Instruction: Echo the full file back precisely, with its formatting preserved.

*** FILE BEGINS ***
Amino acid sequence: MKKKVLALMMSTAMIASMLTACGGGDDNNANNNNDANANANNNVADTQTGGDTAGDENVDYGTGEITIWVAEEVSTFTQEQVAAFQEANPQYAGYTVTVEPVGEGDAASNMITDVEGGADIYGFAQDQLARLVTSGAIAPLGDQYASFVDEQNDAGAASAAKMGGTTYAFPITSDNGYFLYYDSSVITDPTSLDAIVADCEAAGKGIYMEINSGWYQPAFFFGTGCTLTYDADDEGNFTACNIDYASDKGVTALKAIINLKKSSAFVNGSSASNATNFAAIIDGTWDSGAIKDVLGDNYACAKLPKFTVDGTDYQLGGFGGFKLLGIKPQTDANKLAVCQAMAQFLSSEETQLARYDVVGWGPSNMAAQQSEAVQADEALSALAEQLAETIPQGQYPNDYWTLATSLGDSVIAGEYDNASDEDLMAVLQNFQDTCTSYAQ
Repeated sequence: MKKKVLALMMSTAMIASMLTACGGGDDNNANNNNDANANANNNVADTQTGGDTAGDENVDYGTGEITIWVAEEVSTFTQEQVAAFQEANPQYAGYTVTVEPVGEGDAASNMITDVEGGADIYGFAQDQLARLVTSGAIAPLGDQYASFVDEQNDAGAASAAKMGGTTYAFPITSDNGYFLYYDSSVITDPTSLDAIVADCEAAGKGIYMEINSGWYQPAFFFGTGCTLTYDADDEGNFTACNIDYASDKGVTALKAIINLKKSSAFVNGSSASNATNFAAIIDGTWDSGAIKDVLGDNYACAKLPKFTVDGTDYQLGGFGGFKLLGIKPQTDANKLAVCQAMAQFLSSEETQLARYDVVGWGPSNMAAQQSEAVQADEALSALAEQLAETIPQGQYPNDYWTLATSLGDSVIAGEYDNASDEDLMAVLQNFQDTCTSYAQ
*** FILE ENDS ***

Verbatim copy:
Amino acid sequence: MKKKVLALMMSTAMIASMLTACGGGDDNNANNNNDANANANNNVADTQTGGDTAGDENVDYGTGEITIWVAEEVSTFTQEQVAAFQEANPQYAGYTVTVEPVGEGDAASNMITDVEGGADIYGFAQDQLARLVTSGAIAPLGDQYASFVDEQNDAGAASAAKMGGTTYAFPITSDNGYFLYYDSSVITDPTSLDAIVADCEAAGKGIYMEINSGWYQPAFFFGTGCTLTYDADDEGNFTACNIDYASDKGVTALKAIINLKKSSAFVNGSSASNATNFAAIIDGTWDSGAIKDVLGDNYACAKLPKFTVDGTDYQLGGFGGFKLLGIKPQTDANKLAVCQAMAQFLSSEETQLARYDVVGWGPSNMAAQQSEAVQADEALSALAEQLAETIPQGQYPNDYWTLATSLGDSVIAGEYDNASDEDLMAVLQNFQDTCTSYAQ
Repeated sequence: MKKKVLALMMSTAMIASMLTACGGGDDNNANNNNDANANANNNVADTQTGGDTAGDENVDYGTGEITIWVAEEVSTFTQEQVAAFQEANPQYAGYTVTVEPVGEGDAASNMITDVEGGADIYGFAQDQLARLVTSGAIAPLGDQYASFVDEQNDAGAASAAKMGGTTYAFPITSDNGYFLYYDSSVITDPTSLDAIVADCEAAGKGIYMEINSGWYQPAFFFGTGCTLTYDADDEGNFTACNIDYASDKGVTALKAIINLKKSSAFVNGSSASNATNFAAIIDGTWDSGAIKDVLGDNYACAKLPKFTVDGTDYQLGGFGGFKLLGIKPQTDANKLAVCQAMAQFLSSEETQLARYDVVGWGPSNMAAQQSEAVQADEALSALAEQLAETIPQGQYPNDYWTLATSLGDSVIAGEYDNASDEDLMAVLQNFQDTCTSYAQ